Drones are a lot of fun, but they're made for fair weather. Winter weather is generally not the friendliest, but with a little thought and preparation, you can capture the beauty of winter landscapes from above.
Just like ice is an enemy of planes and helicopters, it's an enemy of drones. When it builds up on the propeller blades, it increases the craft's weight and negatively affects its aerodynamic properties. Keep this in mind, particularly when flying over a body of water, where the cold air on top of the warmer water can cause evaporative fog that refreezes on nearby surfaces, including your drone.
2. Staying Warm
Flying a drone the wintertime is a really cold experience. Because you're generally standing still the entire time, it tends to be colder than a lot of other winter activities. Be sure to dress appropriately; in particular, wear gloves that are warm, but still allow the requisite maneuverability to fly the drone. You'll also need to manipulate your phone/tablet, so gloves with capacitive fingertips, no fingertips, or a transmitter mitt are ideal. I've also taken to sitting in my car once it's in the air, but if you do so, be sure you can still maintain a clear line of sight as required by the FAA.
3. Battery Behavior
In colder temperatures, battery life is going to be shorter. Plan for this both in your flight routes and how you handle the batteries. Keep the batteries warm as long as possible. I generally keep the spares in my car unless I'm hiking far from it; if that's the case, I keep a hand-warmer in my backpack (don't place these directly on the batteries). You can also keep the batteries in your jacket, where your body heat will help keep them warm.
Once you're flying, begin by starting the motors and letting the drone hover for about a minute to warm up. Most DJI drones will warn you if the battery temperature drops below 15 °C; if you see this before taking off (check the temperature in the battery menu just to be safe), consider pulling the battery and warming it up. Because cold conditions can result in voltage drops, be mindful of things that tax the voltage, namely excessive maneuvering and prolonged high velocities. In short, go a little easier on the controls. Land a little earlier as well.
Rain, fog, snow: winter is full of airborne moisture, none of which is particularly friendly to the motors or sensitive electronics on your drone. You'll also have to deal with moisture on the lens and your phone/tablet screen. Avoid flying through fog (you'll lose line of sight anyway). While some people have flown in light snow successfully, I don't recommend it, and if you encounter rain, definitely land immediately. You'll also need to take steps to protect your phone/tablet's screen; if there's a light snow, I normally use the hood that comes with the controller and tilt the controller slightly to protect my phone. Lastly, be mindful of where you take off and land, as the propellers can kick up a fair amount of snow when they're near the ground.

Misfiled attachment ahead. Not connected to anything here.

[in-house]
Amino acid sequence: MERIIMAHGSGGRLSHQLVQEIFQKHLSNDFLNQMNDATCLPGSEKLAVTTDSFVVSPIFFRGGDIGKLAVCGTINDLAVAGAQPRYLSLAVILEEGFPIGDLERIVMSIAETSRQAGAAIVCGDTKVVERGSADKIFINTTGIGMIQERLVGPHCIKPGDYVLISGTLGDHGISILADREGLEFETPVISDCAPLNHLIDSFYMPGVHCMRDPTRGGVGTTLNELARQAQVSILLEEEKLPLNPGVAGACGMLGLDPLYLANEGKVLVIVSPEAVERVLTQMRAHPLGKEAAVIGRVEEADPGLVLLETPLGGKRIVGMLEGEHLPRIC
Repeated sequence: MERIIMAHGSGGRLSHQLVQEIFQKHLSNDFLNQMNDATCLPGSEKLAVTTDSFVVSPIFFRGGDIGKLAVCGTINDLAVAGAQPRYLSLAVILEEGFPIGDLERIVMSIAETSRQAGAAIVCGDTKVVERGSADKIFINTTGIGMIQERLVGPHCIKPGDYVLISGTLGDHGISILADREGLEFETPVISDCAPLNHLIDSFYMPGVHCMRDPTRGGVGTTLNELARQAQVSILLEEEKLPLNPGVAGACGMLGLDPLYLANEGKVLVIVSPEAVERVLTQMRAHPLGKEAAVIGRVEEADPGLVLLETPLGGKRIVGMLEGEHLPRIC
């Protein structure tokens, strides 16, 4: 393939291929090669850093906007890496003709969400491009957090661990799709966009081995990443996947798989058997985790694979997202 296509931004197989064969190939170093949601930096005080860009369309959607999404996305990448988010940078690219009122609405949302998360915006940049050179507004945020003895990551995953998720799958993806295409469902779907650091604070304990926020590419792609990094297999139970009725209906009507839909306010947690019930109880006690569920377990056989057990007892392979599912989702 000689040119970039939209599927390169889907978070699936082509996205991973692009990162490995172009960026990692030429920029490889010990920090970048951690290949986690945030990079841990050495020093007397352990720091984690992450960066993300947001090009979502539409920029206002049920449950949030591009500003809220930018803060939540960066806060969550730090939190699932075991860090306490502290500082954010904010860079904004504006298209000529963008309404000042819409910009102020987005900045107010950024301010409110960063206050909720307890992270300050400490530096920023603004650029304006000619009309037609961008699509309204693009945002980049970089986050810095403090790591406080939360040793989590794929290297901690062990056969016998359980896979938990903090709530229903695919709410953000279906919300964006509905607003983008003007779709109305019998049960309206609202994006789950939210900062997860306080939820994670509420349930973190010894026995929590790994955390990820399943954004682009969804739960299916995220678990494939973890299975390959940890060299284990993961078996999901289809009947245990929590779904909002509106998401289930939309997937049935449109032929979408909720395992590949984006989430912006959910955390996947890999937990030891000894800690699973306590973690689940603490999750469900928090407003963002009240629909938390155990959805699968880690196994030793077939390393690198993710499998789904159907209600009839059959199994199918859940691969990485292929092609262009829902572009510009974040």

Winter often means fog (particularly over bodies of water in the earlier stages of the season) and low cloud banks, both of which are often well below the 400-foot altitude restriction on drones. In addition to the threat of moisture, they can make it difficult to see your drone. Be aware of these. They can work to great artistic effect, but they also require some careful flying.
6. Good Air
It's not all gloom and doom in winter, though. There's less convective heating, which means smoother air, which means more stable footage and longer shutter times should you so desire. In the summertime, I typically max out at around a half-second or a second on especially calm days. However, in the winter, I've been pulling off eight-second exposures with no issue, which is rather remarkable considering my camera is flying.
7. Density Altitude
Another side effect of the colder air is the lower density altitude you'll be flying in. Simply put, colder air is thicker, which means the props take a larger "bite" of air, moving a greater mass of it backward and by Newton's Third Law, moving the drone more effectively. While the effect isn't drastic at these speeds and differences, you will notice a slight performance gain; whereas my Phantom 4 maxes out at 22 mph in summer weather, I consistently hit 24 mph in the winter.
8. Exposure and White Balance
First of all, shoot raw. Always. If you're not shooting in full manual, remember that a camera's exposure system will usually be tricked into underexposing snow, so you'll want to dial up some exposure compensation, typically about a stop or so. Second, you'll often find that the white balance skews toward blue a bit; so be sure to compensate for that as well.
I think post-processing is a highly personal process, but there are a few things to keep in mind when working with winter scenes. Because snow is white, diffuse, and typically takes up a lot of the scene, it's advisable to compensate for the lack of perceived detail. I typically do this by bumping the clarity and contrast levels a little beyond what I might normally for a landscape shot. In particular, this helps to bring out the unique geometry and structures created by the snow that might be easy to miss otherwise. The amount of fog and cloud cover you encounter will also have an enormous impact on this.
10. Winter Is Weird
Winter can look particularly otherworldly from above. Whereas my summer shots are more traditional in nature, I've been heavily drawn to the abstract scenes I've seen from above. Open your creative eye a bit and look for shot opportunities you might not normally pursue. Look for interesting structures and patterns.
Lastly, be smart. There are added considerations when flying a drone in the winter, so be sure to read your manual, take the right precautions, and fly safely. Have fun!